Apartheid-era general quit April 6 over bogus coup report. Successor may be a former ANC guerrilla leader.
JOHANNESBURG, SOUTH AFRICA
The chief of South Africa's army has resigned over a murky controversy involving allegations of coup plots, conspiracies, and fabricated intelligence reports.
Gen. Georg Meiring was one of a large number of senior white military officers who remained in power following the demise of the apartheid regime in 1994.
Government sources say he is likely to be replaced by his deputy, Gen. Siphiwe Nyanda, a former commander of the guerrilla wing of the African National Congress (ANC). If appointed, General Nyanda will be the first black chief of the National Defense Forces.
This could represent a cultural sea change in the mainly white high command and a chance to give more blacks leadership roles in the 98,000-strong force.
The fall of General Meiring follows allegations that white intelligence officers fabricated or badly mishandled a report claiming that key supporters and former supporters of the ANC were planning a coup to topple Nelson Mandela's ANC government. Among those named in the report were the president's former wife, Winnie Madikizela-Mandela, and several former ANC guerrilla leaders, including Nyanda.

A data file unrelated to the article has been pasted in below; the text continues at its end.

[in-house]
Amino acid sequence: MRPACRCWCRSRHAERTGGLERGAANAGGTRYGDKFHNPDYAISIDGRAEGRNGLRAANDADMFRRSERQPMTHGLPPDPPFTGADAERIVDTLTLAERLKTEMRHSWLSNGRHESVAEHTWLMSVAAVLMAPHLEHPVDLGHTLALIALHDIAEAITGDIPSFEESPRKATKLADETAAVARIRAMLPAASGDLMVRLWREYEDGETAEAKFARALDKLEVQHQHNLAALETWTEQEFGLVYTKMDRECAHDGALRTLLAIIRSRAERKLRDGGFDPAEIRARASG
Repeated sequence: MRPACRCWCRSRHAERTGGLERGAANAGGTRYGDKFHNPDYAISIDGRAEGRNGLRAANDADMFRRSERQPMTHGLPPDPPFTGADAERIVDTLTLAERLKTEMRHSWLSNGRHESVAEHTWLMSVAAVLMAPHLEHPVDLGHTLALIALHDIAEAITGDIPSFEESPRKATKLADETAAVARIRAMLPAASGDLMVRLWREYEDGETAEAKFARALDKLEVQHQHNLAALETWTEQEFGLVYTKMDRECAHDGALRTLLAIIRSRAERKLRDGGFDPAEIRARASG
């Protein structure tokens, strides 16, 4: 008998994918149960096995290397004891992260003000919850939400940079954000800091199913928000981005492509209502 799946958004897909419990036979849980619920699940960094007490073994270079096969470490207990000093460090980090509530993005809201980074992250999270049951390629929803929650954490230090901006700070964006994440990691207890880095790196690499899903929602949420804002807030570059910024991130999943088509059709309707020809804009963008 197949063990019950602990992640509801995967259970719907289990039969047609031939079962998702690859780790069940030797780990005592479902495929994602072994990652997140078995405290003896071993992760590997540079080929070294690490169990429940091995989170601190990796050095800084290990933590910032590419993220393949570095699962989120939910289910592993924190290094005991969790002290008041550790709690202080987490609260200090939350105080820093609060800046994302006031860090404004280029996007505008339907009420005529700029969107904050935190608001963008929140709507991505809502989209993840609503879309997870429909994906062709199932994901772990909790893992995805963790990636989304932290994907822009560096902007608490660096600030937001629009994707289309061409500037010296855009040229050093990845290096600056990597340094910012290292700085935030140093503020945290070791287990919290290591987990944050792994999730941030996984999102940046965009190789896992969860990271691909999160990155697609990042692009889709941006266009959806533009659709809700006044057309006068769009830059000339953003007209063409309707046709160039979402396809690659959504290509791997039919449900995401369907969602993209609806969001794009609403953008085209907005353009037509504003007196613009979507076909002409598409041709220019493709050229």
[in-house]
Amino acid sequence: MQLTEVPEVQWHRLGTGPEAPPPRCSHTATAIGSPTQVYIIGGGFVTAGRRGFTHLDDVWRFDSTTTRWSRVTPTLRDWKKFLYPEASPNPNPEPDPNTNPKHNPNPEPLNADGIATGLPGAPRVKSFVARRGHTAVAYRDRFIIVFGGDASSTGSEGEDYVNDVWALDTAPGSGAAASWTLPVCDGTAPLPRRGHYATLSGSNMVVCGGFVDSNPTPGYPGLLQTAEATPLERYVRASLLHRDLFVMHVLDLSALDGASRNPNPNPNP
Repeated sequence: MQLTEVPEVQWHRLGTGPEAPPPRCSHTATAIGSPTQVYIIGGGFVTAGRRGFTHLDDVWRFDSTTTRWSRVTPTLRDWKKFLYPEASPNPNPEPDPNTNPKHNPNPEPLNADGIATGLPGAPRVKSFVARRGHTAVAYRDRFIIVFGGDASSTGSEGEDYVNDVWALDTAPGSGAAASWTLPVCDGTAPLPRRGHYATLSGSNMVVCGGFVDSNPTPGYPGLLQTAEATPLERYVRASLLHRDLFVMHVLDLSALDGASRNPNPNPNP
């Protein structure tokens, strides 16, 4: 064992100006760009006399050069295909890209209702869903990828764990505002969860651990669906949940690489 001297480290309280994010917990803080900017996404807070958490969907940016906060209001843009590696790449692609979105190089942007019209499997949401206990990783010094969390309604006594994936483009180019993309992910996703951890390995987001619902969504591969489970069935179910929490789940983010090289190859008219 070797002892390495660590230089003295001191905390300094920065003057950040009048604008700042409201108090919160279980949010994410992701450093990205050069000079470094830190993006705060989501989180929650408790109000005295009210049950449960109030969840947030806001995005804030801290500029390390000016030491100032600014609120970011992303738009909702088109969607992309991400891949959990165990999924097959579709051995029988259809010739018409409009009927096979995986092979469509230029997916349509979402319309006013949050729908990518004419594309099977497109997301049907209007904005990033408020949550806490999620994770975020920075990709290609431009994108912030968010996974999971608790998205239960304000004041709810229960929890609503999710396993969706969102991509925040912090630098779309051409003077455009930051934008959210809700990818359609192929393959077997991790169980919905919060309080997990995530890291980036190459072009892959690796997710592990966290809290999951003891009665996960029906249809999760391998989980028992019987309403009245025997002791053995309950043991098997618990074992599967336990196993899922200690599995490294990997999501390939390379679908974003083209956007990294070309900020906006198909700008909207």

Military intelligence "sources" leaked news of the report last month after former antiapartheid guerrilla Robert McBride was arrested in Mozambique for attempting to buy weapons. His arrest proved the conspiracy's existence, they claimed. A source close to Mandela says the government is inclined to accept Mr. McBride's explanation that he was investigating gun-running in South Africa. Many ANC members speculate he was set up, possibly to make the coup threat appear real.
Government spokesman Joel Netshitenzhe said last week that a special judicial commission had concluded the report of a plot - based solely on the evidence of the man who led McBride to Mozambique - was "flawed" and without basis in fact. There were elements within the security forces bent on destabilizing the country, and the report could be part of the campaign, he said.
Other government sources said the naming of several senior black officers as conspirators suggests the report may have been a crude attempt to maintain the predominantly white complexion of the military command. It is unclear whether other senior officers will be following Meiring out the door.
Announcing his resignation April 6, Meiring said that he had done nothing wrong or sinister in handing the report to Mandela but that he felt obliged to take responsibility for its unauthorized release to the press.